Hi Giorgio!

      You’re very welcome! ;)

      No, I have never had a practice-related injury – I was very lucky to have great teachers who taught me to play correctly from the very beginning :). However, I did feel tiredness in my arms/wrists very often, especially when I was studying and I was playing many hour-long programs simultaneosuly. The principles I shared in the article above helped me to stop this tiredness from transforming into an injury.

      However, I DID have injuries caused by training. When I was about 10, I hurt my wrist while playing badminton LOL – and even last year I had tendonitis because of weight-lifting (I did a weighted exercise incorrectly). Now the tendonitis is fully healed, and I have learned my lesson – I do my weight-lifting correctly :).

      Cheers,
      Ilinca

  15. Kim says:

    Hi Ilinca,

    I have been dealing with hand strain related to piano playing. I would get pain up my hand into my arm, numbness and tingling in fingers, and loss of control when playing. Fixing my posture and some bad habits nearly got rid of it, but it has recently come back with something new- finger spasms… Usually thumb and forefinger. The rest of my hand feels uneasy… Sort of like having restless leg syndrome but in the hands. Additionally, I work a lot on the computer, and I still nurse a fourteen month old, which causes my arms and hands to fall asleep pretty often. I am wondering if you heard of finger spasms in relation to playing, and if this is something that can be fixed with rest and reevaluation of practicing techniques. It is quite distressing, since playing piano and organ (whereI don’t feel pain) is my job.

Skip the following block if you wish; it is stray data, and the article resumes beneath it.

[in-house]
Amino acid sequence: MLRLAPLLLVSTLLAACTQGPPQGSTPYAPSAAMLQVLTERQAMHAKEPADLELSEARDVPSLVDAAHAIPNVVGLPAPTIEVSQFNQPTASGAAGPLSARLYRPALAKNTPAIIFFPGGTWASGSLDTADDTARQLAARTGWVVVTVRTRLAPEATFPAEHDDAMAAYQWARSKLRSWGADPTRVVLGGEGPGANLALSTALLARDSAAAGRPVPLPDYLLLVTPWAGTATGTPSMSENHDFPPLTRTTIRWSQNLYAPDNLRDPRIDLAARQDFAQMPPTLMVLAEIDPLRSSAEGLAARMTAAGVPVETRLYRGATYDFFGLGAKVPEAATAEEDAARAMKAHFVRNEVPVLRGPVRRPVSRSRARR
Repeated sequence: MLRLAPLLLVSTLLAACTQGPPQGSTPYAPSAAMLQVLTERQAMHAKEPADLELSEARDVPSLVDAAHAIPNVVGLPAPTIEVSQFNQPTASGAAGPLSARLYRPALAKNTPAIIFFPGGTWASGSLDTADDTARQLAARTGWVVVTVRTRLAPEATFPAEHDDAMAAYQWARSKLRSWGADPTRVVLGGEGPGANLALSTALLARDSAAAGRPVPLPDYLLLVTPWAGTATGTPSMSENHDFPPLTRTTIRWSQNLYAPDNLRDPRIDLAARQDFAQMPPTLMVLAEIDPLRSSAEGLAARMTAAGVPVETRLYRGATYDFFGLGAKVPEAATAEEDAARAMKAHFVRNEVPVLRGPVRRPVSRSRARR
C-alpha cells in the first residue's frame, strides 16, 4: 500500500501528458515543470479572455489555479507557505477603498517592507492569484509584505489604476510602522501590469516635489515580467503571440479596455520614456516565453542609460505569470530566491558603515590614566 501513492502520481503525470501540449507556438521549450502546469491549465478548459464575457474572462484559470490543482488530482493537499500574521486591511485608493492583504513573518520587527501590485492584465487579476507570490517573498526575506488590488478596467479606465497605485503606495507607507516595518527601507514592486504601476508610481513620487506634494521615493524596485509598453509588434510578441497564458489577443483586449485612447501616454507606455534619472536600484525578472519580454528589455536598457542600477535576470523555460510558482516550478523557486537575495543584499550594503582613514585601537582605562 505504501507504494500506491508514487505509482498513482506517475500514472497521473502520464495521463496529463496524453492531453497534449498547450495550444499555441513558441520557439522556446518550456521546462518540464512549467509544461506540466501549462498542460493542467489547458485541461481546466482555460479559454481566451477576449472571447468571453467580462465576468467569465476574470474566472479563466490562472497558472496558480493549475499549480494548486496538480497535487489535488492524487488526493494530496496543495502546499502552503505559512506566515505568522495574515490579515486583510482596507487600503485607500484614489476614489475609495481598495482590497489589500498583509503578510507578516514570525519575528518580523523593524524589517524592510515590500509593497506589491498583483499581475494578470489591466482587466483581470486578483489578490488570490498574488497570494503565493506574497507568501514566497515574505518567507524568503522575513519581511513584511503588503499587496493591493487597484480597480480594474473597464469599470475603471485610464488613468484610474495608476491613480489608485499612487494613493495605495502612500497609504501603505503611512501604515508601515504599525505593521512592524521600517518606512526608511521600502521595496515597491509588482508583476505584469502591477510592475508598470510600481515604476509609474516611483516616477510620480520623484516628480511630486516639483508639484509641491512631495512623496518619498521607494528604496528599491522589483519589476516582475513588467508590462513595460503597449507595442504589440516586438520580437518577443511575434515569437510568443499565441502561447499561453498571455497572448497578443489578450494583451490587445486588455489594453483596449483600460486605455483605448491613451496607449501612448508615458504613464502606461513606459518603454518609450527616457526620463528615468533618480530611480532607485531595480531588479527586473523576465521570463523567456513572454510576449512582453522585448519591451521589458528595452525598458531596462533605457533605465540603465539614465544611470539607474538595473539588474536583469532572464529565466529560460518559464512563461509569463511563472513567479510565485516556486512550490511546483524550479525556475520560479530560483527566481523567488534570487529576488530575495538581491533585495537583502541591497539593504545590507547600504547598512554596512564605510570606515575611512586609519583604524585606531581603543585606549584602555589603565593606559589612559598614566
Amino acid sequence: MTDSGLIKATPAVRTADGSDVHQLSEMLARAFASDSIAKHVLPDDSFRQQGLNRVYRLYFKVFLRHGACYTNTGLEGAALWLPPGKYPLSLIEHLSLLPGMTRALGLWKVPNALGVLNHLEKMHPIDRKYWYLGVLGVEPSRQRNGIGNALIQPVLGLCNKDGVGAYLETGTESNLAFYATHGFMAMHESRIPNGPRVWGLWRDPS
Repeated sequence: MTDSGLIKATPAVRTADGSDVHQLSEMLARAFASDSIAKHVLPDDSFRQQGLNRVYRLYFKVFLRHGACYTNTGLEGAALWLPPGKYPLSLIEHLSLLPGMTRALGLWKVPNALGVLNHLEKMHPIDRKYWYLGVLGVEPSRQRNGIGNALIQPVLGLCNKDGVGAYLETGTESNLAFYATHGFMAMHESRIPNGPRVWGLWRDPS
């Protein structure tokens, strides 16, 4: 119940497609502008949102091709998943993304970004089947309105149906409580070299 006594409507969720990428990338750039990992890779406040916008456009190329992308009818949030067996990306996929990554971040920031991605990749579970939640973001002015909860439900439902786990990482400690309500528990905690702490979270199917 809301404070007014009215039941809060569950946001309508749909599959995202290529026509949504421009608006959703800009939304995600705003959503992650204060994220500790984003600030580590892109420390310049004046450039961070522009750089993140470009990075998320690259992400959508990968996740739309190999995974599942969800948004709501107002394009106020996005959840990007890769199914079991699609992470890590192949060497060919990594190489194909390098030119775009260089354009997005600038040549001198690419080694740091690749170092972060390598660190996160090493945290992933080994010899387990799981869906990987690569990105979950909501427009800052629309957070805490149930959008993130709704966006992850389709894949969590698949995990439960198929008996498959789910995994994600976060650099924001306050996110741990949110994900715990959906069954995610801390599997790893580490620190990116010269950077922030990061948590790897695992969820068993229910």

Thank you,
    Kim

    • Ilinca says:

      Hi Kim!

      No, unfortunately I have never heard about piano-related finger spasms – and since I am not a doctor, I don’t have the knowledge (or the right) to make a diagnosis of your problem. So I strongly recommend consulting a specialist! :)

      Lots of health wishes,
      Ilinca

  16. Lydia Matthews says:

    Hi,
    I am a freshman piano major, and have always had wrist issues, but since I’ve had a much heavier load since school started, my wrists have been giving me pain. My professor said I am very tense when playing, and I realize that I am; my wrists are always extremely tense, and overall I feel tense.

    What are some exercises to help get rid of the tension? It’s gotten slightly better, but whenever I play any louder than mf or have large chords, I get extremely tense again. I have very small hands, which may be part of this. It’s gotten so bad this past week that after playing for 30 minutes my whole entire right arm (rh is worse) aches from my hand to my shoulder. Any tips would be very helpful!!

    Thank you,
    Lydia